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According to an article by Kris Graft for Next-Gen.Biz, “patent trolling,” where companies come up with vague ideas and patent them, just so they can litigate against anyone else that actually puts these ideas into motion, is becoming a significant source of income for these businesses.


A good example of patent trolling is the American Video Graphics case, which involved a 3D spherical panning method patent. In this case, the owner of the patent is not practicing the patent. It is an old patent that is intrinsic to what occurs in a videogame. As such, it is impossible for anyone else to develop a game and avoid this patent. When they try, they are then sued by the patent holder.


Since most of these cases are settled, the patents are never brought under judicial scrutiny, and thus remain intact, perpetuating the cycle.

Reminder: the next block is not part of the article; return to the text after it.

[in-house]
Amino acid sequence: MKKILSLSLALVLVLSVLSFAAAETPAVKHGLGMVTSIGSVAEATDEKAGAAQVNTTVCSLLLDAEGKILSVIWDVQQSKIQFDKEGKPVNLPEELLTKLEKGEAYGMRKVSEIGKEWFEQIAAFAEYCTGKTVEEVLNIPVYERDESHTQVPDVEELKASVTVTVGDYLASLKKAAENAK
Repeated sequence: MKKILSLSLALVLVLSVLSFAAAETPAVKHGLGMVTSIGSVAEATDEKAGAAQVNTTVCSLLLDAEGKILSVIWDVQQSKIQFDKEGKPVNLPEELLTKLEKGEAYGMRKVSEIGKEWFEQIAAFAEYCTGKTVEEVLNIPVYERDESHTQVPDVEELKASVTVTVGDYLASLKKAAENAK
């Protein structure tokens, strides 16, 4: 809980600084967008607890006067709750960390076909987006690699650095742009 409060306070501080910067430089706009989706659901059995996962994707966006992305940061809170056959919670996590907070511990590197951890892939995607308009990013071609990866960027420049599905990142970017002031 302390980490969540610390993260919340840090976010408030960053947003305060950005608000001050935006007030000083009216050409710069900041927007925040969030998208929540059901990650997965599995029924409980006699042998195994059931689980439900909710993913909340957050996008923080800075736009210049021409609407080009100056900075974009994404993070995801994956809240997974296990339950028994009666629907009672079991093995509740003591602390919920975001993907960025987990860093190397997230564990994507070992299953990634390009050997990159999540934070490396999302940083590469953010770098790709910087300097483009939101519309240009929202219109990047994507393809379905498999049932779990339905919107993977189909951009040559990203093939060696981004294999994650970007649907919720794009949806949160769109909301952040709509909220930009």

This seems to go against the intentions of the patent system, which strives to encourage inventiveness. The problem with the method patents is that descriptions of undeveloped processes are being patented by the United States Patent & Trademark Office just because they are thought about. Anyone else coming up with the same results, regardless of what method they employ, is seen as an infringer and subject to litigation.


If you have any questions or concerns regarding patents, infringement, and other intellectual property issues, I suggest you consult with a patent attorney to better assist you with these complex issues.

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